It is now six years since the late fall of 2007 when Linda Salzman emailed me and asked if I would be interested in contributing to a group blog called Interesting Nonfiction for Kids or I.N.K. My first question was, “Does it pay?” When she said the anticipated “No,” I immediately replied that I was in. The marching order for my life and career, which I’ve always told my kids, was three things:
- · I might learn something
- · It might lead someplace
- · It paid well
Two out of three determined if I would do it; Linda’s blogging opportunity met the first two criteria. One post a month did not seem like a heavy lift, besides I had some old, previously published articles sitting around that I could resurrect if I ran out of ideas. At that time, people were just starting to create individual blogs on their websites, which I was reluctant to do. I was afraid of the pressure of having to come up with something, anything, on a regular basis to build a readership in cyberspace where there seemed to be an infinite number of writers competing for a finite number of eyeballs. I wanted to make sure that everything I wrote had enough “dwell time” to satisfy me. (Does that sound like I’m a diva?)
Linda’s request tapped into a deep-rooted insecurity. As a child, I wondered who would ever be interested in anything I had to say. Pundits seemed to know so much and have so much confidence. I never thought I could ever be in such a league. I became a scientist in part because science gave me authority. After all, I wasn't talking about my ideas. There was empirical evidence for scientific knowledge. I discovered that once I understood a scientific concept, I had a gift for explaining it so that others got it. By writing a lot of different things early in my career (because they paid well enough) I found my voice and discovered that writing is a craft that changes one. I was a different person after I had written a book than I was beforehand. The process of writing, of thinking through something to share with others, changes the writer. I discovered that, no matter what the subject or how many others had written about it, my take was always somewhat different and furthered the conversation. It was enough to build confidence.
Blogging for I.N.K. opened up something in me. I loved the writing, the community, the comments, and ultimately, the conversation. I became concerned with education and began blogging for Education Update, the online version of a print newspaper here in NYC. I started out there by writing once a week, but they couldn’t publish as fast as I wrote. I have been transformed from a girl who was afraid to share her ideas to a woman of a certain age who can’t shut up. It seems that my well is not likely to dry up any time soon.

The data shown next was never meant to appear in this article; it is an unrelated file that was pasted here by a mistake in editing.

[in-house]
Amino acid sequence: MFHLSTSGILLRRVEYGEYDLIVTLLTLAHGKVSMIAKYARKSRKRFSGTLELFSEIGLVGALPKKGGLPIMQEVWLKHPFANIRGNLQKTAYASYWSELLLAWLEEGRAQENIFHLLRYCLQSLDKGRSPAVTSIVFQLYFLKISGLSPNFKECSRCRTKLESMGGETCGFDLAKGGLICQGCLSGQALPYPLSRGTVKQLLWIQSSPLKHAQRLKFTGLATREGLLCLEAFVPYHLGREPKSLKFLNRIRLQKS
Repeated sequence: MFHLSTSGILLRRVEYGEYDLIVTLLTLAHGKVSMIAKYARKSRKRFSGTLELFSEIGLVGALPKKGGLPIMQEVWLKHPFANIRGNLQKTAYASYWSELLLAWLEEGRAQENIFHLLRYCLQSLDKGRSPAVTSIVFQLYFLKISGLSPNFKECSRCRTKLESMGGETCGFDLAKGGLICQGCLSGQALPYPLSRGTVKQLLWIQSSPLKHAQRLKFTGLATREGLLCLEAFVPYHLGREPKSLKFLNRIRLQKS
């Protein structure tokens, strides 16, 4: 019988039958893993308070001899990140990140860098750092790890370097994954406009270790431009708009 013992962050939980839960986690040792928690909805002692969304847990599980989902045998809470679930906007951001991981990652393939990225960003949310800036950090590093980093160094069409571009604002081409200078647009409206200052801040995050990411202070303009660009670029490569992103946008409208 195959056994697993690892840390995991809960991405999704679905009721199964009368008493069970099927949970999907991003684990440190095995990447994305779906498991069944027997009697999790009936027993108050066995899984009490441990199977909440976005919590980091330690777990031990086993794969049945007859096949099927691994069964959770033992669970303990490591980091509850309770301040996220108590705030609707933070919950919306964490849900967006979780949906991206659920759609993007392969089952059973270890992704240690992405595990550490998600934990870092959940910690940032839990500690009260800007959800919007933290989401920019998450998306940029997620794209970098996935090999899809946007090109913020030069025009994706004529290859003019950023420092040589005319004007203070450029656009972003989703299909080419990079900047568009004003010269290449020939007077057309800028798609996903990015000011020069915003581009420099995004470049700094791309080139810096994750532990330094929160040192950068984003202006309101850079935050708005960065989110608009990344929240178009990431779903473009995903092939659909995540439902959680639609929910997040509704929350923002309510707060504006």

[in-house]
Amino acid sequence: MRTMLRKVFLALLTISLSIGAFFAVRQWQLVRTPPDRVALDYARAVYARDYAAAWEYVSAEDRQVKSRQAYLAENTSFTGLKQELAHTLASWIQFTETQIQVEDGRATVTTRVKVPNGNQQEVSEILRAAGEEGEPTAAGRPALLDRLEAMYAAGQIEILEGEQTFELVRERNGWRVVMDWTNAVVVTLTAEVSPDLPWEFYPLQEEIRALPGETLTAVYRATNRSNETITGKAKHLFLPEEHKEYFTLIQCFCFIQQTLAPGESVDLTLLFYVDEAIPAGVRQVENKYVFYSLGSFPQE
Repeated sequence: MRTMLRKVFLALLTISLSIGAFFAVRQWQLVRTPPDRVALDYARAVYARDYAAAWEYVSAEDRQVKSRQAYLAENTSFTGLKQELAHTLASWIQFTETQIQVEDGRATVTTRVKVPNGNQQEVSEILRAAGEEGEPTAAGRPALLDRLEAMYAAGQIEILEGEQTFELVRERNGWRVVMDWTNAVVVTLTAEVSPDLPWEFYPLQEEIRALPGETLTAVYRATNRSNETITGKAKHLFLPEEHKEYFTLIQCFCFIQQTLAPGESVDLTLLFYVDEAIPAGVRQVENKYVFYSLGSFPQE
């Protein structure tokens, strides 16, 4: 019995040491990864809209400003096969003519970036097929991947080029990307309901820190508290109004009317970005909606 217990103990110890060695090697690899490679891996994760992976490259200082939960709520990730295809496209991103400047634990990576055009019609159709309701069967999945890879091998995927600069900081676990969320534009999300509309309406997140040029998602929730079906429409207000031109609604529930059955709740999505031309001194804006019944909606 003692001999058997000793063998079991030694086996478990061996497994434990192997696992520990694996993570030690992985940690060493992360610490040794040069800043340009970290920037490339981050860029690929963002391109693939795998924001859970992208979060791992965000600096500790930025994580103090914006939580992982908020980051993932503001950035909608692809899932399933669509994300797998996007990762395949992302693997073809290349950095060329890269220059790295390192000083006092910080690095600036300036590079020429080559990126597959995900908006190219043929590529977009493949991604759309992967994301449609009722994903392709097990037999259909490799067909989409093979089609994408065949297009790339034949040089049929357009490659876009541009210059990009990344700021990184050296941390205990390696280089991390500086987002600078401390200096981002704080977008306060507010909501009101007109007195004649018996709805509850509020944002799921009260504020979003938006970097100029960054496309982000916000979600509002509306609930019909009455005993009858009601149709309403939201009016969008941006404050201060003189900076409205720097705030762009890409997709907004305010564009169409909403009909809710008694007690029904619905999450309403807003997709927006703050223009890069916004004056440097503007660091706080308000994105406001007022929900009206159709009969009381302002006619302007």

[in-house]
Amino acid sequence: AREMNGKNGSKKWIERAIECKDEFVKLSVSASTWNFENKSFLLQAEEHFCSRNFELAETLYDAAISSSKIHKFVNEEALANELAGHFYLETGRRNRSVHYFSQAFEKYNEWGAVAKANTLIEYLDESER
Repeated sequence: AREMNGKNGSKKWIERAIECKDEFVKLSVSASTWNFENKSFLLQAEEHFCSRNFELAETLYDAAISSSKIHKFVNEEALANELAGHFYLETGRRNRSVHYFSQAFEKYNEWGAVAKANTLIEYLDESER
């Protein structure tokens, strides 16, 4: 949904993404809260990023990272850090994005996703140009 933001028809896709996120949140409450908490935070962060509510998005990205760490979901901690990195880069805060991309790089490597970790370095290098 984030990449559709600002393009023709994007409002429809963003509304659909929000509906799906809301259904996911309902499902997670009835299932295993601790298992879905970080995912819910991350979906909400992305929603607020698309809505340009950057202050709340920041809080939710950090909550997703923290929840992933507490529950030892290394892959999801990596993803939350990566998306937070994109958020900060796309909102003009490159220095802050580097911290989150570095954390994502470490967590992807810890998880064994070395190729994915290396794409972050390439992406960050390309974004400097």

In September, I became a regular blogger for the Huffington Post. This meant getting approved by a gate-keeping editor who set up my account. Every post is screened by editors before publishing. (So far, all but one of mine have been published.) Huff Post has hundreds, maybe thousands of bloggers. My plan is to publish twice a week, at least in the beginning to establish a following. I am writing carefully, so that it doesn’t look like I’m selling anything (they frown on that at HP) but I do have an agenda. I want to promote our genre to an audience that, for the most part, doesn’t think about us and the contribution we make to the education of children (and adults, if they’re interested in learning something new). This means I can talk about just about everything.
So please support me so I can support you. Send me ideas for issues you want discussed (email@example.com),teachers, please speak to me, nf books that need attention (especially I.N.K.ers), follow me (click on the rss or google+ feed to get my columns regularly), share, tweet, comment. It’s helpful if you can tie your thoughts (or your book) to a news peg. Here's what I wrote for Tanya Lee Stone, David Schwartz, and Jan Greenberg.
It might lead someplace. And if it doesn't, we’ll all learn something. For the record, blogging doesn't pay, at least not directly with money.